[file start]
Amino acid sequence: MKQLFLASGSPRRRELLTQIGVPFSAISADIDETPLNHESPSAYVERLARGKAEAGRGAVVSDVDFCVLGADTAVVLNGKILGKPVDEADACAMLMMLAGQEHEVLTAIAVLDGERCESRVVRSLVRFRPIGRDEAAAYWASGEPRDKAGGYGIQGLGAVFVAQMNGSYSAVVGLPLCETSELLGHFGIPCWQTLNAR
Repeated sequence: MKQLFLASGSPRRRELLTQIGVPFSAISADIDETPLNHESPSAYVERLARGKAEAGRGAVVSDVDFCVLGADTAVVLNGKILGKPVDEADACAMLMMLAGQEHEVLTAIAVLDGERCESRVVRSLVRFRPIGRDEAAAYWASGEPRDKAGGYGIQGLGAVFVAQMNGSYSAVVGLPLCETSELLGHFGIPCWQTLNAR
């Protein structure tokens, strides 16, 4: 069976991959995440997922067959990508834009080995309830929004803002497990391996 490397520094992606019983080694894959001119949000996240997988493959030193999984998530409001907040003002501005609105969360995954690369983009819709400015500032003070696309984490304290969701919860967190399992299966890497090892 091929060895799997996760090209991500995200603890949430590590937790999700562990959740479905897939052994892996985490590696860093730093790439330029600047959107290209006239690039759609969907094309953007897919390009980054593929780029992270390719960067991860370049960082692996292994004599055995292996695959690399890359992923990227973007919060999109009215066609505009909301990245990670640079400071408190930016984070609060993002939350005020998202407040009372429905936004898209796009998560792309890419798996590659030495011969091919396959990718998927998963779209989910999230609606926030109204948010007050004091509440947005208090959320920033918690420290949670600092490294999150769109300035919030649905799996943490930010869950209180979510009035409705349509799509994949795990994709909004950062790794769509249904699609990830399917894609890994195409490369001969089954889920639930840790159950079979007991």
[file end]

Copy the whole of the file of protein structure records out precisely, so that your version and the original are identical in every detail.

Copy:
Amino acid sequence: MKQLFLASGSPRRRELLTQIGVPFSAISADIDETPLNHESPSAYVERLARGKAEAGRGAVVSDVDFCVLGADTAVVLNGKILGKPVDEADACAMLMMLAGQEHEVLTAIAVLDGERCESRVVRSLVRFRPIGRDEAAAYWASGEPRDKAGGYGIQGLGAVFVAQMNGSYSAVVGLPLCETSELLGHFGIPCWQTLNAR
Repeated sequence: MKQLFLASGSPRRRELLTQIGVPFSAISADIDETPLNHESPSAYVERLARGKAEAGRGAVVSDVDFCVLGADTAVVLNGKILGKPVDEADACAMLMMLAGQEHEVLTAIAVLDGERCESRVVRSLVRFRPIGRDEAAAYWASGEPRDKAGGYGIQGLGAVFVAQMNGSYSAVVGLPLCETSELLGHFGIPCWQTLNAR
């Protein structure tokens, strides 16, 4: 069976991959995440997922067959990508834009080995309830929004803002497990391996 490397520094992606019983080694894959001119949000996240997988493959030193999984998530409001907040003002501005609105969360995954690369983009819709400015500032003070696309984490304290969701919860967190399992299966890497090892 091929060895799997996760090209991500995200603890949430590590937790999700562990959740479905897939052994892996985490590696860093730093790439330029600047959107290209006239690039759609969907094309953007897919390009980054593929780029992270390719960067991860370049960082692996292994004599055995292996695959690399890359992923990227973007919060999109009215066609505009909301990245990670640079400071408190930016984070609060993002939350005020998202407040009372429905936004898209796009998560792309890419798996590659030495011969091919396959990718998927998963779209989910999230609606926030109204948010007050004091509440947005208090959320920033918690420290949670600092490294999150769109300035919030649905799996943490930010869950209180979510009035409705349509799509994949795990994709909004950062790794769509249904699609990830399917894609890994195409490369001969089954889920639930840790159950079979007991």